23,577 results for The University of Auckland Library

  • Evaluation of utilisation of the Prevention of Mother-to-Child Transmission of HIV Programme in Central province, Kenya

    Ngugi, Catherine Njeri (2013)

    Masters thesis
    The University of Auckland Library

    Background: The PMTCT HIV programme has been one of the most successful HIV preventive interventions towards HIV-free future generations. However, even though the programme is virtually effective in developed countries, many developing countries are reporting child HIV infections due to the MTCT. The programme has existed in Kenya for more than a decade, yet in 2011, 12,894children were HIV infected due to MTCT Objective: To evaluate the PMTCT programme, especially the HIV testing from the antenatal period to the postnatal period among expectant parents attending Nyeri Provincial General Hospital in Central Province, Kenya. Design: Retrospective analysis of the hospital registers. Methods: Three hospital registers were analysed for the period from July 2009 to September 2012. The registers were for antenatal, intrapartum and postnatal care respectively. Each register documented the utilisation of PMTCT services by the expectant parents. Descriptive and inferential statistics were produced to analyse data from the registers. Results: The PMTCT services utilisation was sub-optimal. Of the 504 expectant mothers who attended the antenatal clinic, 59.9% came once, 80.4% had their first visit in the third trimester (between weeks 28 and 40) and only 6.9% were accompanied by their partners. All the women were HIV tested in their first visit but only 12.1% were rescreened after three months, and only 3.8% had been tested prior to the current pregnancy (p=0.000). No expectant mother was tested for HIV intrapartum or postpartum. The children of the 504 mothers who were HIV tested were those whose parent/s were known to be HIV positive or who had presented to a child welfare clinic with recurring symptoms suggestive of a failing immune system. Conclusion: Public health programs need to strengthen the PMTCT and HIV prevention programmes to ensure that HIV testing preconception and in pregnancy is fully implemented and strengthened, alongside continued education of the public through community programmes and the media. To avert further horizontal and vertical transmission of HIV, there is a need to address urgently the identified missed opportunities in the PMTCT program. These programmatic challenges require health system redesign and strengthening, resource allocation, addressing research gaps and reassessing the current PMTCT policies.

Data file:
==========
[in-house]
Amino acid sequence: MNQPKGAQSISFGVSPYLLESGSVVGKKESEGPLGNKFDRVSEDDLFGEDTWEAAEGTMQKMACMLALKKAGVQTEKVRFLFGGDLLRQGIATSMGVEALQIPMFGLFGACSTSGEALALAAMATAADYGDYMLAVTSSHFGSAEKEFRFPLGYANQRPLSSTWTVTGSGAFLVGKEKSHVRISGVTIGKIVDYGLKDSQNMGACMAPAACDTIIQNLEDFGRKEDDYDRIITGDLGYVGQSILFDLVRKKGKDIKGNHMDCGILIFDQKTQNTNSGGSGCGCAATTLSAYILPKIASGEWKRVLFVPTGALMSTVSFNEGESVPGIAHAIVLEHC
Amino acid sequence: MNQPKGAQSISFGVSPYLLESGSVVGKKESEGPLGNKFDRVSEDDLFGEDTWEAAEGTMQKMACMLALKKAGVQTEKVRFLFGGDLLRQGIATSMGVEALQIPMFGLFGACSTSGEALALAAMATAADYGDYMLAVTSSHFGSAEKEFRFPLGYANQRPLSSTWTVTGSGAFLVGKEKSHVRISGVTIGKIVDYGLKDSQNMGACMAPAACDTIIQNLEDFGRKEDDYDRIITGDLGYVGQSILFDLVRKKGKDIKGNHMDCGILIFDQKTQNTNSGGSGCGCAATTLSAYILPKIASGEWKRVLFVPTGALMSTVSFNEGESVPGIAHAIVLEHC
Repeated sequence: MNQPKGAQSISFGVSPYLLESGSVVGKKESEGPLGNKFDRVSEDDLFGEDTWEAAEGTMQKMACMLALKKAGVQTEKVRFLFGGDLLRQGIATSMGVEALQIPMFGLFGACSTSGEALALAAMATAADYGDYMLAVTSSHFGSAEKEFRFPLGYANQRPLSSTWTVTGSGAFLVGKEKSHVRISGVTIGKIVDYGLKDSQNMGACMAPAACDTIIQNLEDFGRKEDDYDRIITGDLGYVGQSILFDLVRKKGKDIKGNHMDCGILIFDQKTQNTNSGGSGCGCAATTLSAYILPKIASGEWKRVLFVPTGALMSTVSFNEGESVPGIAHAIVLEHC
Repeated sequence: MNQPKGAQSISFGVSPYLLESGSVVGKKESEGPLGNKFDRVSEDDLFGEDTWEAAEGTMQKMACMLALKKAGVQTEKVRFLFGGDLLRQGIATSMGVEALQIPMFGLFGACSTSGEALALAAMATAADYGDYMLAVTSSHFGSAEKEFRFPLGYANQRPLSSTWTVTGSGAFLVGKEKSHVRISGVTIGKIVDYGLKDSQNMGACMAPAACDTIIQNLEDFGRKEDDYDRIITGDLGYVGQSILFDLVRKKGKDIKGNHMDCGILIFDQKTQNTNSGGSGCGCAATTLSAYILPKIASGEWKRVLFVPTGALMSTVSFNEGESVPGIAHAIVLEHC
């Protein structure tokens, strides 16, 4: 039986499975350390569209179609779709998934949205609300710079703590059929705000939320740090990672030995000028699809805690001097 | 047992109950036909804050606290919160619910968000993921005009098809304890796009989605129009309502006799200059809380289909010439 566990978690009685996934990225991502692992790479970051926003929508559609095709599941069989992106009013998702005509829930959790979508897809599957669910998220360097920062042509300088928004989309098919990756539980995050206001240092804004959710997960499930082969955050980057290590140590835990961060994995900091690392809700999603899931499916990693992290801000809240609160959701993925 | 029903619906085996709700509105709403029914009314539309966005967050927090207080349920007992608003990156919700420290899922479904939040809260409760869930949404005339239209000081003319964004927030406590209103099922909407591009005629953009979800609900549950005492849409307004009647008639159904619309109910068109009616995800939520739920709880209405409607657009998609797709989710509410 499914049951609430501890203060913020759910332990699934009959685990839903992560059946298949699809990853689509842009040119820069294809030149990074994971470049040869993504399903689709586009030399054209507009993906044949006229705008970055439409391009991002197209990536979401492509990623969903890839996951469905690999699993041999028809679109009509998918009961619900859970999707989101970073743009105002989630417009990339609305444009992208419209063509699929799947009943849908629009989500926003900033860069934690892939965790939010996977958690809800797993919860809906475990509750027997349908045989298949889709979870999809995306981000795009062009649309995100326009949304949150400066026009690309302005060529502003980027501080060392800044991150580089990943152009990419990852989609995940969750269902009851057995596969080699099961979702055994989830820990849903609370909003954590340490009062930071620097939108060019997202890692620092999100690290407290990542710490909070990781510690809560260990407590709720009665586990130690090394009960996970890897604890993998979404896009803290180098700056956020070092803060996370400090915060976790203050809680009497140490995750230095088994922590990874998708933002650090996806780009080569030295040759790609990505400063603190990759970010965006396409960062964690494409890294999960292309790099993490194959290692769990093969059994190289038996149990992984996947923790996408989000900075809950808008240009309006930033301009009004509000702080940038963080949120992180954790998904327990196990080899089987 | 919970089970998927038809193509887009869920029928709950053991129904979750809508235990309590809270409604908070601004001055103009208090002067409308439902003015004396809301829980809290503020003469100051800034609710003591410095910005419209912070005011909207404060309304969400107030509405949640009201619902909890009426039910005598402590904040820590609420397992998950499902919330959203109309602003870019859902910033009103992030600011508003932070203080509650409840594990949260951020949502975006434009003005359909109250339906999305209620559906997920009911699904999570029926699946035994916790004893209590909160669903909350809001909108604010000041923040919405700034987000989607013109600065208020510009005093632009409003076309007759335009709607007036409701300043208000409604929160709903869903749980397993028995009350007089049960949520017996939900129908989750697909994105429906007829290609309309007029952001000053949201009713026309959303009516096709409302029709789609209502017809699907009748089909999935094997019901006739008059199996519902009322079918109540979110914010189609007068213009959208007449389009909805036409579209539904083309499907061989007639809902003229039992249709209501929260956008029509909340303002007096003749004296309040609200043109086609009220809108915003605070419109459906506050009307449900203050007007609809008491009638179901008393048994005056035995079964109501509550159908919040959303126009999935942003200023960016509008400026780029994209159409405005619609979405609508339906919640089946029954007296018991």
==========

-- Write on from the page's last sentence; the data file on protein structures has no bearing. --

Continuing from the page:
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  • Suicide Pavilions

    Esling, S; Chon, C (2013-12-05)

    Creative work
    The University of Auckland Library

    Artworks ‘Suicide Pavilions’ is a collaborative exhibition of new work between Auckland-based artists Simon Esling and Clara Chon comprising works on paper, a photograph, printed suicide notes and objects. The suicide pavilions themselves are delicate watercolour, ink, and pencil works on paper depicting contemplative spaces for those who harbour the thought of suicide. Central to these pieces is the idea spoken by the protagonist, Harry, in Herman Hesse’s 'Steppenwolf', ‘that to call suicides only those who actually destroy themselves is false’. Instead, it is the tension within the deliberation of suicide - the avoidance of suicide while holding the thought of it - that Esling and Chon have chosen to explore. The architectural atmosphere of Esling’s imagined illustrations plays on the contrasting aspects of the interior and exterior, and their accompanying structural connotations: lightness, darkness - the flow from one place to another (from one state of mind to the next), as well as their ability to elicit a general ambience or mood. In the drawings and suicide notes (which are both real and imagined) Esling captures those fleeting moments of relief, and inevitably, of falling shadow. The selected sculptural objects suggest something more visceral - they become the tangible points for the physical expression of the psychological friction of the suicide. With its requisite holes and straps, Chon’s crafted leather harness speaks to both the freedom and restraint inherent in the mind of the suicide, where a simultaneous desire exists to be freed from one world, yet remain in it. - Jamie Hanton, Director